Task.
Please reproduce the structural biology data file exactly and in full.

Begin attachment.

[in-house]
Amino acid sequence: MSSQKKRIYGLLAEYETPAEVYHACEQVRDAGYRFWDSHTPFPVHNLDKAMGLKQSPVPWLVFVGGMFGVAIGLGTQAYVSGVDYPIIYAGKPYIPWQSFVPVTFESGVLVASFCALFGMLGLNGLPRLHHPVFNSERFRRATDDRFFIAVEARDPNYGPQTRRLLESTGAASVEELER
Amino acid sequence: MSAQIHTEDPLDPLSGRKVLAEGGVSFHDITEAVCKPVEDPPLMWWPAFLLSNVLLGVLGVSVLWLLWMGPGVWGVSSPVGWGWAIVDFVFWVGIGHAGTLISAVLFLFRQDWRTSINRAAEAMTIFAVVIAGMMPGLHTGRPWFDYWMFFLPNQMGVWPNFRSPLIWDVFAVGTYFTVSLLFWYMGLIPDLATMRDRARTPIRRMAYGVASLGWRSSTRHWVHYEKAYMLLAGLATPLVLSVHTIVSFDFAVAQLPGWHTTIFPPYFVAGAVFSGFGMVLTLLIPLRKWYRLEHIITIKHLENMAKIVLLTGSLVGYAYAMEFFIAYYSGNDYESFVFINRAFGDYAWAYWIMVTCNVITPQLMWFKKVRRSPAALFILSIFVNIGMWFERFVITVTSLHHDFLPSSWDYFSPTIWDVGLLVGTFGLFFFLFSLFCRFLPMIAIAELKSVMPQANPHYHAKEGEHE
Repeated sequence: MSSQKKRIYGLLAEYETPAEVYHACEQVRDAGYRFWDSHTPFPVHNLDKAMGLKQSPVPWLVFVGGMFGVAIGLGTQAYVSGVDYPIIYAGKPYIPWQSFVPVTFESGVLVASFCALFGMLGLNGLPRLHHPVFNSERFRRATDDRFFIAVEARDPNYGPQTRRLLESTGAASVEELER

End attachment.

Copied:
[in-house]
Amino acid sequence: MSSQKKRIYGLLAEYETPAEVYHACEQVRDAGYRFWDSHTPFPVHNLDKAMGLKQSPVPWLVFVGGMFGVAIGLGTQAYVSGVDYPIIYAGKPYIPWQSFVPVTFESGVLVASFCALFGMLGLNGLPRLHHPVFNSERFRRATDDRFFIAVEARDPNYGPQTRRLLESTGAASVEELER
Amino acid sequence: MSAQIHTEDPLDPLSGRKVLAEGGVSFHDITEAVCKPVEDPPLMWWPAFLLSNVLLGVLGVSVLWLLWMGPGVWGVSSPVGWGWAIVDFVFWVGIGHAGTLISAVLFLFRQDWRTSINRAAEAMTIFAVVIAGMMPGLHTGRPWFDYWMFFLPNQMGVWPNFRSPLIWDVFAVGTYFTVSLLFWYMGLIPDLATMRDRARTPIRRMAYGVASLGWRSSTRHWVHYEKAYMLLAGLATPLVLSVHTIVSFDFAVAQLPGWHTTIFPPYFVAGAVFSGFGMVLTLLIPLRKWYRLEHIITIKHLENMAKIVLLTGSLVGYAYAMEFFIAYYSGNDYESFVFINRAFGDYAWAYWIMVTCNVITPQLMWFKKVRRSPAALFILSIFVNIGMWFERFVITVTSLHHDFLPSSWDYFSPTIWDVGLLVGTFGLFFFLFSLFCRFLPMIAIAELKSVMPQANPHYHAKEGEHE
Repeated sequence: MSSQKKRIYGLLAEYETPAEVYHACEQVRDAGYRFWDSHTPFPVHNLDKAMGLKQSPVPWLVFVGGMFGVAIGLGTQAYVSGVDYPIIYAGKPYIPWQSFVPVTFESGVLVASFCALFGMLGLNGLPRLHHPVFNSERFRRATDDRFFIAVEARDPNYGPQTRRLLESTGAASVEELER